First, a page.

Asset Bubbles and Forward Returns
The comments below are an edited and abridged synopsis of an article by Lance Roberts
There have been asset bubbles throughout history. Whether it was tulip mania in the 1600s, the South Sea bubble of the 1700s, or the dot.com bubble of 2000, they were all a result of excessive investor speculation.
Of course, the other side of inflation was the long unwinding of those bubbles as valuations mean reverted from their previous extremes. Such reversion led to long periods of low returns for investors.
Another way to look at valuations and forward returns is with a scatterplot. The real total returns over the next decade are near zero at current valuations.
While none of this is news, it is a good reminder of where we are currently in the financial cycle. While many hope the last decade’s bull market will continue, history suggests that may be a challenge.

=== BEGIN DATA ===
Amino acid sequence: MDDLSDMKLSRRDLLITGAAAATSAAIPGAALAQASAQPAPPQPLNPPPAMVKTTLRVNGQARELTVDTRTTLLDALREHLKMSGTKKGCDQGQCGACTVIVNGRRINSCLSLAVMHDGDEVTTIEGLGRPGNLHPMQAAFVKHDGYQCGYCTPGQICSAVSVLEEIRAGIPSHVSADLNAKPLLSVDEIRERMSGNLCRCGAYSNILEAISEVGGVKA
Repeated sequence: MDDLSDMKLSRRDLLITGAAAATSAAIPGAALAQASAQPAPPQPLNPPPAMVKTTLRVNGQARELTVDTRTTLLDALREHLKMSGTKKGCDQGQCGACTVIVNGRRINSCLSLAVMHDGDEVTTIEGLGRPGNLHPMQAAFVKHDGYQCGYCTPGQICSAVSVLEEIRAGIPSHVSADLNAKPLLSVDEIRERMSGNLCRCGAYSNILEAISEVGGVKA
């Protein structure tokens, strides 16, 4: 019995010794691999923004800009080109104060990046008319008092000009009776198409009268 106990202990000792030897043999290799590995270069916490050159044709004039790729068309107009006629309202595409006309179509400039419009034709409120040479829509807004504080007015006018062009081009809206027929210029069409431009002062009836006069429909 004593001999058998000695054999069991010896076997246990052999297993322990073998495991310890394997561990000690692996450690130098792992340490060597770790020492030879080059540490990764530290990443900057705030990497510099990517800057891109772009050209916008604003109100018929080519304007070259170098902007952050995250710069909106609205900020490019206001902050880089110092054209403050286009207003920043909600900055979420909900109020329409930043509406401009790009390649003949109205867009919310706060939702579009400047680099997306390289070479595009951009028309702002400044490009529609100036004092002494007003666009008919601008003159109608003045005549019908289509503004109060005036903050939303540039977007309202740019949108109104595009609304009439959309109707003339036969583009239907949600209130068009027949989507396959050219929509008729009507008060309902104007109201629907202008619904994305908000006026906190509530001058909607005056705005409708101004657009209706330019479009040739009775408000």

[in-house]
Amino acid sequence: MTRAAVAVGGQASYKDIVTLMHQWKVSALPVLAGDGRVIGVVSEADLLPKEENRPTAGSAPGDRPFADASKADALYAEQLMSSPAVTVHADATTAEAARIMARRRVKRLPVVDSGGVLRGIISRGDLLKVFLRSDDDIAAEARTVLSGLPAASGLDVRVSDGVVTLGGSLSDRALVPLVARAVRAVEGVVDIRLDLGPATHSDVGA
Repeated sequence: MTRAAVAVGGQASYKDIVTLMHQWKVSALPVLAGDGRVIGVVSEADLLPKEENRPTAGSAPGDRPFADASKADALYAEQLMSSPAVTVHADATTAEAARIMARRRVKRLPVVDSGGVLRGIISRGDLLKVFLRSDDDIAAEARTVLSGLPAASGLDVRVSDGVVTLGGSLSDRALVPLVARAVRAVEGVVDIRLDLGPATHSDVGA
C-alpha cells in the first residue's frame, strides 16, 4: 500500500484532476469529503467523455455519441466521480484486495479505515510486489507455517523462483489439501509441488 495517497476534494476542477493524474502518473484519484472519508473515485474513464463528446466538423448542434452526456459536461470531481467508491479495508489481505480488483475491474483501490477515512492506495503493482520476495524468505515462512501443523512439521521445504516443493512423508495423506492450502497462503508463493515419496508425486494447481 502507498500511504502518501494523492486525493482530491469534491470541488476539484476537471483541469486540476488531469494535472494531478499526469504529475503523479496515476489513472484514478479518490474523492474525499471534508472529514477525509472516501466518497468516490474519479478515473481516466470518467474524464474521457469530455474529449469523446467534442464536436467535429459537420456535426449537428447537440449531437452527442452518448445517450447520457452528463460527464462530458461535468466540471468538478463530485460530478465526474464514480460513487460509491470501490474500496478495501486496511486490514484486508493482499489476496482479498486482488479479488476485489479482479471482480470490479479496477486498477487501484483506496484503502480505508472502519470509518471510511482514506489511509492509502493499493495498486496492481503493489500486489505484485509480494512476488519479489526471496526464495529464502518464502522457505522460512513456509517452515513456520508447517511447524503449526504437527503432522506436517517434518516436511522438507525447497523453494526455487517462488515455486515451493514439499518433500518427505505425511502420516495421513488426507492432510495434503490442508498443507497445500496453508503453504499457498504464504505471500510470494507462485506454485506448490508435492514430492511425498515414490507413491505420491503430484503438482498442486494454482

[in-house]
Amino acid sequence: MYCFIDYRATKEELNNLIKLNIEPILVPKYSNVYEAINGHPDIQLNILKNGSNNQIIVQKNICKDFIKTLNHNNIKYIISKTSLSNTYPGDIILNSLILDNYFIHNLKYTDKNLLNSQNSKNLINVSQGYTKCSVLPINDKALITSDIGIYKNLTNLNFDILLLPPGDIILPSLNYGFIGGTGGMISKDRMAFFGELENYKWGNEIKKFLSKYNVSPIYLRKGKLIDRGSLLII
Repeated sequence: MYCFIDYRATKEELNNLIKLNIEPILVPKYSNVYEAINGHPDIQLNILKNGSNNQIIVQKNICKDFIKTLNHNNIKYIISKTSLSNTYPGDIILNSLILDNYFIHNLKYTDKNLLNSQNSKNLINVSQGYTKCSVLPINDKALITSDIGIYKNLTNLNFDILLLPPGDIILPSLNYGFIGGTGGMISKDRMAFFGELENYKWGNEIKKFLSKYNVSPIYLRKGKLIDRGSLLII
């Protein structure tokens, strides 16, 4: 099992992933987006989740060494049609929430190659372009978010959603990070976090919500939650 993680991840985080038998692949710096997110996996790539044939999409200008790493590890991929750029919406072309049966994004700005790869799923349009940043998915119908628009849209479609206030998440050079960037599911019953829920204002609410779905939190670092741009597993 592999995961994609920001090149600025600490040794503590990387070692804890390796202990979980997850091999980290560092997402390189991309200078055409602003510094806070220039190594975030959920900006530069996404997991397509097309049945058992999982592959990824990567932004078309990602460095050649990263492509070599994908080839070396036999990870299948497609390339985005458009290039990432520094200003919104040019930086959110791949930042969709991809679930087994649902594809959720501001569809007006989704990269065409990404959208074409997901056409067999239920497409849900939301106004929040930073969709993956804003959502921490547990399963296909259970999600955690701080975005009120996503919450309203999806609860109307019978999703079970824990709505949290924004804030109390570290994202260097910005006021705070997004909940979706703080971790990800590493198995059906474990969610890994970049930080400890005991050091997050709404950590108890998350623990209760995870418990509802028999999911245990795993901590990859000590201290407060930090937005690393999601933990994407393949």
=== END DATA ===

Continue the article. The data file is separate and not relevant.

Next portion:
However, valuations are a terrible market timing indicator. In the short term, valuations tell you everything about market psychology. In the long term, they tell you everything about expected returns.
Currently, every measure of valuation suggests investors have thrown caution to the wind.
As noted, valuations are a reflection of investor psychology. As such, it is not surprising that investors’ allocations to equities are at record levels.
Not surprisingly, since asset bubbles are a function of investors’ buy-high, sell-low syndrome, allocations also tell us much about future returns.
Up for discussion: Investor allocations and future returns, and this time likely won’t be different.